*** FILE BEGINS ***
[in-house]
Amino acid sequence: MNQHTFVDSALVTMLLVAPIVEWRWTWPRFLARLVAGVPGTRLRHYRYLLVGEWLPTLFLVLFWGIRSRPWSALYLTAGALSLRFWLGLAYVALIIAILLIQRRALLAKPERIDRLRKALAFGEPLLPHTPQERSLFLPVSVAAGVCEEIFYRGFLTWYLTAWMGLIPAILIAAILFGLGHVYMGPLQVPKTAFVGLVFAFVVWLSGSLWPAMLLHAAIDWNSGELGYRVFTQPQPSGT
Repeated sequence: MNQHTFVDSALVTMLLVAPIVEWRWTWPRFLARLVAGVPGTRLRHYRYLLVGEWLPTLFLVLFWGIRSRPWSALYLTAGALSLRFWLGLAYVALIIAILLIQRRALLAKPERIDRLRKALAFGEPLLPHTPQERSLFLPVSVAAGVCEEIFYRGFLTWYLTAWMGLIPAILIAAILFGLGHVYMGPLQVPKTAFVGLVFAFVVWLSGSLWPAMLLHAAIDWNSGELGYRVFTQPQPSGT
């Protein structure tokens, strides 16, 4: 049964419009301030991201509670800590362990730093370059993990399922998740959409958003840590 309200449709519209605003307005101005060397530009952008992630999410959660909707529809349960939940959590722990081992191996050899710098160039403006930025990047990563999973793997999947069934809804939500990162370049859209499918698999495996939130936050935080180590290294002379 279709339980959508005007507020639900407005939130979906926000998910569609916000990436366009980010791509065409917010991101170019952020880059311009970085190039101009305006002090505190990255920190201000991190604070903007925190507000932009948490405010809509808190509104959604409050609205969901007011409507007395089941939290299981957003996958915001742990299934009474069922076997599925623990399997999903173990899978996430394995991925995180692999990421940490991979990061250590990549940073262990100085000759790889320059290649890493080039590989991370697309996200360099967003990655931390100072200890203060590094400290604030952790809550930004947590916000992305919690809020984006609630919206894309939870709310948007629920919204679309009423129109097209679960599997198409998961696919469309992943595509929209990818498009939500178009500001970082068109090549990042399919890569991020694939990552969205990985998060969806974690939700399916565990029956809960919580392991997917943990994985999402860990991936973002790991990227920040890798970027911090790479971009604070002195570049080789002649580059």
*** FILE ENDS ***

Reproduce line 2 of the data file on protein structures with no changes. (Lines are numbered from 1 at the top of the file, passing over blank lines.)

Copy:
Amino acid sequence: MNQHTFVDSALVTMLLVAPIVEWRWTWPRFLARLVAGVPGTRLRHYRYLLVGEWLPTLFLVLFWGIRSRPWSALYLTAGALSLRFWLGLAYVALIIAILLIQRRALLAKPERIDRLRKALAFGEPLLPHTPQERSLFLPVSVAAGVCEEIFYRGFLTWYLTAWMGLIPAILIAAILFGLGHVYMGPLQVPKTAFVGLVFAFVVWLSGSLWPAMLLHAAIDWNSGELGYRVFTQPQPSGT